Obviously Democrats Sander Levin and Gary Peters weren’t happy with the maps, but even Oakland County Executive L. Brooks Patterson is unhappy with the map, because as of the current proposal, Oakland County, the second most populous county in Michigan, would be represented by people who all live outside of the county.

Now, gerrymandering can be a lot of fun; I enjoyed playing around and making this little beauty for Maryland:

Photobucket

But when it comes to ACTUALLY redistricting, our legislature shouldn’t be drawing crap like this for partisan gain. Doing so takes the focus off of the good things the Republicans have done in Michigan and tells voters, “We know you voted for us in 2010, but we don’t trust you for the next 10 years, so we’re gonna cheat to win.”

Am I advocating that the legislature adopts a plan where we have 14 districts and each one is competitive at a 50-50 level?  Absolutely not; that’d be ridiculous.  The GOP won in a landslide in 2010, so it’s expected that the maps will favor us, but there’s no need to mangle the maps the way they’ve done.  That’s just petty politics, and when the people of Michigan see that, it gives them a bad image of the party.

Race for Michigan’s 9th Congressional District: A Look at Money and Fundraising

June 3, 2008

Alright, after a moderately severe housing disaster last week (who knew flushing a toilet could cause so much chaos), I am back and blogging about THE RACE FOR MICHIGAN’S 9TH CONGRESSIONAL DISTRICT!  This week, I will be looking at the money (wishing that some of it were my own).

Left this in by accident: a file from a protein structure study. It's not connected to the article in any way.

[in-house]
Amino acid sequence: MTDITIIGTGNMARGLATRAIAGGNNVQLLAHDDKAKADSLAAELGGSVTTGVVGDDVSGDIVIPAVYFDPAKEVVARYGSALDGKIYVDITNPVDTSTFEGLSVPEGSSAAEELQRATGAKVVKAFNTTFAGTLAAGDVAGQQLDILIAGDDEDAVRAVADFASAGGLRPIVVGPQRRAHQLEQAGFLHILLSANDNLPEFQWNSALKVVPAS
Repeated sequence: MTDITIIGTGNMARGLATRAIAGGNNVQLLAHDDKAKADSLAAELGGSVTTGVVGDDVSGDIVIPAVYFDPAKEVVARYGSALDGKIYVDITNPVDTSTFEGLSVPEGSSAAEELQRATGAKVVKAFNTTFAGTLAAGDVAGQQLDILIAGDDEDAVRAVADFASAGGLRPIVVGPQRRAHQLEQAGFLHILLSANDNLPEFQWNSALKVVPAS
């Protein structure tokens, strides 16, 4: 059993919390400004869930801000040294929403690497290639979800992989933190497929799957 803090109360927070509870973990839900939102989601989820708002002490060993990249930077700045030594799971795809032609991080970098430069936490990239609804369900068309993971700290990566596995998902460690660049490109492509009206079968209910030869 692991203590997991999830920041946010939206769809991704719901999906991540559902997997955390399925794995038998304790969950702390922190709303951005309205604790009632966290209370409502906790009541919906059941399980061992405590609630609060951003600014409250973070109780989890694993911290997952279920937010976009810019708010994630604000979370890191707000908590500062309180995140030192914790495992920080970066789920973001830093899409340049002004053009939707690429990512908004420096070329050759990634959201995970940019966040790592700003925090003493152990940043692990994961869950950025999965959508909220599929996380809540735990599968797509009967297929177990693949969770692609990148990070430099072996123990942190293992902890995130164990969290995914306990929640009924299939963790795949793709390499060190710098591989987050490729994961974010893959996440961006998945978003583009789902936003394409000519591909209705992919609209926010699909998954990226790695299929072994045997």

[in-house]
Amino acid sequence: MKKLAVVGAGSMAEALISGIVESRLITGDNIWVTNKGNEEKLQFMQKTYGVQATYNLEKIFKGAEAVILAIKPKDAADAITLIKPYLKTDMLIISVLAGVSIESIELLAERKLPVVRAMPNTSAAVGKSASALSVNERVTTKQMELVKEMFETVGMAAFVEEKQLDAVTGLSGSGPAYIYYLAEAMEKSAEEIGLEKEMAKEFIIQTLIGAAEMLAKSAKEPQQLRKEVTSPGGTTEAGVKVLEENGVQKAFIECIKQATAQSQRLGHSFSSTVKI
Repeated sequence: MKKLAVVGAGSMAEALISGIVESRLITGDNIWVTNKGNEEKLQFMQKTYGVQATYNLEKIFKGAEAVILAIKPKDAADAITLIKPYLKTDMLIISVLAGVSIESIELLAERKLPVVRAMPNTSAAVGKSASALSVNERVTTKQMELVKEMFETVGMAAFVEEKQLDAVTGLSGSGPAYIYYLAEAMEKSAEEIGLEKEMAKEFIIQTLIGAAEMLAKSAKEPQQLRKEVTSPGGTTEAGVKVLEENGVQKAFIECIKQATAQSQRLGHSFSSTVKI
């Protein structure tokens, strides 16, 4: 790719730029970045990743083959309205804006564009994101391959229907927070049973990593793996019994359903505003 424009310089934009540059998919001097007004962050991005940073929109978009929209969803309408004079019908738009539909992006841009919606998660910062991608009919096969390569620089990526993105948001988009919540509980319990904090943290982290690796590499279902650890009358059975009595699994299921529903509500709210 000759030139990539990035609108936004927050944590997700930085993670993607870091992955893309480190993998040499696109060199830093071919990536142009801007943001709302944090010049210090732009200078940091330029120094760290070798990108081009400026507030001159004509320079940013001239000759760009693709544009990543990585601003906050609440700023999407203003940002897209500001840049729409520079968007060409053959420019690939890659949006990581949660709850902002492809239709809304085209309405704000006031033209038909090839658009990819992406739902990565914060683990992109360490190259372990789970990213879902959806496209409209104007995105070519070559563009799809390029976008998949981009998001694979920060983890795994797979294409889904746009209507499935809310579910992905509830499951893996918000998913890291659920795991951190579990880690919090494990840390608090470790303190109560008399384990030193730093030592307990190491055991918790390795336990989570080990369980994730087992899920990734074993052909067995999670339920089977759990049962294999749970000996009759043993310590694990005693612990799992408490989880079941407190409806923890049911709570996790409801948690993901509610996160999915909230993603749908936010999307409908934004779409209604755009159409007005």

Who is giving who money?

I looked at the top 19 industry sectors (information from the U.S. Census Bureau).  In 7 of the 8 sectors that the census bureau and OpenSecrets.org looked at, Knollenberg raised more money than Peters (in terms of percentage, not total.  Total would be unfair to Peters because Peters has raised less than half of what Knollenberg has).

Here’s some information from OpenSecrets.org:

Knollenberg received contributions from the following sectors.  I have highlighted the sectors that appear  on the Census Bureau’s list (the Census has Real estate and Finances as separate.  If they were combined, they would rank 5th, instead of 12th and 8th, respectively):

Sector

Total

Finance/Insur/RealEst

$269,200

Transportation

$238,149

Ideology/Single-Issue

$178,974

Lawyers & Lobbyists

$148,530

Misc Business

$135,050

Construction

$108,200

Other

$87,700

Health

$58,972

Energy/Nat Resource

$54,625

Defense

$33,250

Communic/Electronics

$23,550

Agribusiness

$15,500

Labor

$7,500

Now, let’s look at Peters:

Sector

Total

Labor

$132,500

Lawyers & Lobbyists

$103,921

Ideology/Single-Issue

$81,818

Other

$73,587

Finance/Insur/RealEst

$37,367

Misc Business

$35,943

Health

$15,750

Communic/Electronics

$5,300

Construction

$4,300

Agribusiness

$2,847

Transportation

$1,500

Energy/Nat Resource

$1,168